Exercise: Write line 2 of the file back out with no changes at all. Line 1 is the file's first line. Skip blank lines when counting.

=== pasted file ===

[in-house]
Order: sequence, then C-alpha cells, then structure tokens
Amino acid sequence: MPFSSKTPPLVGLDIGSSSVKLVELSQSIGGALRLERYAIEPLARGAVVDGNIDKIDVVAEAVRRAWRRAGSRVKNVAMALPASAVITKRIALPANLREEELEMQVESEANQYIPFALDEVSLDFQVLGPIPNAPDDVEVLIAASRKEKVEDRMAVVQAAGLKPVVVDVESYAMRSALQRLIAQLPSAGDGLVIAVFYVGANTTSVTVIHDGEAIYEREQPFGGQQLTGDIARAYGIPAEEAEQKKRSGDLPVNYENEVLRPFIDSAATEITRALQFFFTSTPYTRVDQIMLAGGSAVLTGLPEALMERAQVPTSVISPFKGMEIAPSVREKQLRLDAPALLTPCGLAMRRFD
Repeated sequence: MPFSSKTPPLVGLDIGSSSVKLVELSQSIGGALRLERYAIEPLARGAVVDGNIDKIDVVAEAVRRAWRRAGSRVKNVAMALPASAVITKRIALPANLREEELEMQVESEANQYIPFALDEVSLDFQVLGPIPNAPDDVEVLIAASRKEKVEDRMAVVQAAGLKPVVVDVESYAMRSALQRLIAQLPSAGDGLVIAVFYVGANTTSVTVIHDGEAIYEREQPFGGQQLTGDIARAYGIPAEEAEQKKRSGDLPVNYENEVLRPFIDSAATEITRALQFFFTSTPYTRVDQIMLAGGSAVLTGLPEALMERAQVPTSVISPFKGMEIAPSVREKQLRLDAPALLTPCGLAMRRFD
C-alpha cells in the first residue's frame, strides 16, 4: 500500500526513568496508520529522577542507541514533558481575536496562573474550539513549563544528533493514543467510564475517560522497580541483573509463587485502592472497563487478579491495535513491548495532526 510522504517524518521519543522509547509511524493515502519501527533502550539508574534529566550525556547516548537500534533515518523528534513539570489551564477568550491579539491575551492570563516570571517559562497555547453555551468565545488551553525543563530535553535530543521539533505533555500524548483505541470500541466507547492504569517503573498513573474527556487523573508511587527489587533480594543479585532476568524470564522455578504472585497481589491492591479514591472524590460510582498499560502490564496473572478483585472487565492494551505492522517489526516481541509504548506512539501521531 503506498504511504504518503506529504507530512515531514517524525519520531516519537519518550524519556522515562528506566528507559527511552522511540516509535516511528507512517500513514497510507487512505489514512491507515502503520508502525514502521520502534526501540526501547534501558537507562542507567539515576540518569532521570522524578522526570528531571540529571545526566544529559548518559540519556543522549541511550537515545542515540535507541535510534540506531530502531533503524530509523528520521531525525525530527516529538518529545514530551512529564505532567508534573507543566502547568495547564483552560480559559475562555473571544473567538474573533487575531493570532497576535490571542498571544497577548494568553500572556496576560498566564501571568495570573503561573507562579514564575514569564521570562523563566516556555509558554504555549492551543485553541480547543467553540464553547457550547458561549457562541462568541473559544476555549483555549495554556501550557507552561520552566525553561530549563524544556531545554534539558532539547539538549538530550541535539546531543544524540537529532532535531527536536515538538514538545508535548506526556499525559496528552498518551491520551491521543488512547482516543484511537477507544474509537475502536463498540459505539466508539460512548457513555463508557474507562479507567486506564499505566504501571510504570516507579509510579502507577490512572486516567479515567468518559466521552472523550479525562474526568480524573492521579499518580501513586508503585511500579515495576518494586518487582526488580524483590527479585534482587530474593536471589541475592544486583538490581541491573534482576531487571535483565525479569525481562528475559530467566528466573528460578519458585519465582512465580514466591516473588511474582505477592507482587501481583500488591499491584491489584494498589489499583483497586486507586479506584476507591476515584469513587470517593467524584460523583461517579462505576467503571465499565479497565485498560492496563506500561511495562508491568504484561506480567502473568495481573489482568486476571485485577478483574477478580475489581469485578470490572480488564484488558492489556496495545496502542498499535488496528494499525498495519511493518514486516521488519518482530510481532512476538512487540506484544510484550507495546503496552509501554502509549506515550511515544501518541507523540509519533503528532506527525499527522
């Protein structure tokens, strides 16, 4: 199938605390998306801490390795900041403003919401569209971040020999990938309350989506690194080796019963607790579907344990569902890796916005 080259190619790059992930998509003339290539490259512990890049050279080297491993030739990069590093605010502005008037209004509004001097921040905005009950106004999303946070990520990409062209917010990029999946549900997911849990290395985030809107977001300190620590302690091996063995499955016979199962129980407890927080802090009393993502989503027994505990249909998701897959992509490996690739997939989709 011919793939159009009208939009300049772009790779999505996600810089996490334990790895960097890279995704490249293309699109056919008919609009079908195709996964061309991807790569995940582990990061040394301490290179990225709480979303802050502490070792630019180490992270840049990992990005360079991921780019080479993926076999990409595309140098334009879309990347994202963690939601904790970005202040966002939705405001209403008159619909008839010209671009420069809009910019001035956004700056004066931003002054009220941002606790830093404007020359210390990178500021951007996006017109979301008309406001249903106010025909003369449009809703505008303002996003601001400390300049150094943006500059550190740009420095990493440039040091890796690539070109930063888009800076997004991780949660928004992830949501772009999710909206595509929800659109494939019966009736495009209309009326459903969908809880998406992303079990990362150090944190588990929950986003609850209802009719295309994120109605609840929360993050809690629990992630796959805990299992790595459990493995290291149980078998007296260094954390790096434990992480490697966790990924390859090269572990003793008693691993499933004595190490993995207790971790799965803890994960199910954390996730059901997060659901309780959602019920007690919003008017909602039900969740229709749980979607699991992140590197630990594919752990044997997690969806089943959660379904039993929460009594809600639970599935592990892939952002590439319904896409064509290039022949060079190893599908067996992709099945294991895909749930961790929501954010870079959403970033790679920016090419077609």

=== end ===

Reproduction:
Order: sequence, then C-alpha cells, then structure tokens